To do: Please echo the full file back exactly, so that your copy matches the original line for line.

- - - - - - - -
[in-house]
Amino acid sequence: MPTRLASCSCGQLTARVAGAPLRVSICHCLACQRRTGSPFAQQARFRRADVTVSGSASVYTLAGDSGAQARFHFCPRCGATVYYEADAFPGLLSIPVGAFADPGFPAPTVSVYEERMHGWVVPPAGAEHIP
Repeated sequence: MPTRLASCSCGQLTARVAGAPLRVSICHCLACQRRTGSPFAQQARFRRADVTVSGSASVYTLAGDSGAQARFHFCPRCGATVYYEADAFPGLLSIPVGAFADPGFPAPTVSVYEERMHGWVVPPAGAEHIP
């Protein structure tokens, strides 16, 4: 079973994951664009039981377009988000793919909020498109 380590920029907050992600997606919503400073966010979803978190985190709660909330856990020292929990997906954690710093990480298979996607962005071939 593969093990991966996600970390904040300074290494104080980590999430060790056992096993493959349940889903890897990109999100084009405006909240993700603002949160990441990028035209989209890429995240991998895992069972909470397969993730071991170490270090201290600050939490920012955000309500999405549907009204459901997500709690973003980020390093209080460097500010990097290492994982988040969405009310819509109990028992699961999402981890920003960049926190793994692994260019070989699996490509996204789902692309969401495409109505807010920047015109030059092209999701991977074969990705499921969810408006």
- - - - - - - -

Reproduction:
[in-house]
Amino acid sequence: MPTRLASCSCGQLTARVAGAPLRVSICHCLACQRRTGSPFAQQARFRRADVTVSGSASVYTLAGDSGAQARFHFCPRCGATVYYEADAFPGLLSIPVGAFADPGFPAPTVSVYEERMHGWVVPPAGAEHIP
Repeated sequence: MPTRLASCSCGQLTARVAGAPLRVSICHCLACQRRTGSPFAQQARFRRADVTVSGSASVYTLAGDSGAQARFHFCPRCGATVYYEADAFPGLLSIPVGAFADPGFPAPTVSVYEERMHGWVVPPAGAEHIP
């Protein structure tokens, strides 16, 4: 079973994951664009039981377009988000793919909020498109 380590920029907050992600997606919503400073966010979803978190985190709660909330856990020292929990997906954690710093990480298979996607962005071939 593969093990991966996600970390904040300074290494104080980590999430060790056992096993493959349940889903890897990109999100084009405006909240993700603002949160990441990028035209989209890429995240991998895992069972909470397969993730071991170490270090201290600050939490920012955000309500999405549907009204459901997500709690973003980020390093209080460097500010990097290492994982988040969405009310819509109990028992699961999402981890920003960049926190793994692994260019070989699996490509996204789902692309969401495409109505807010920047015109030059092209999701991977074969990705499921969810408006």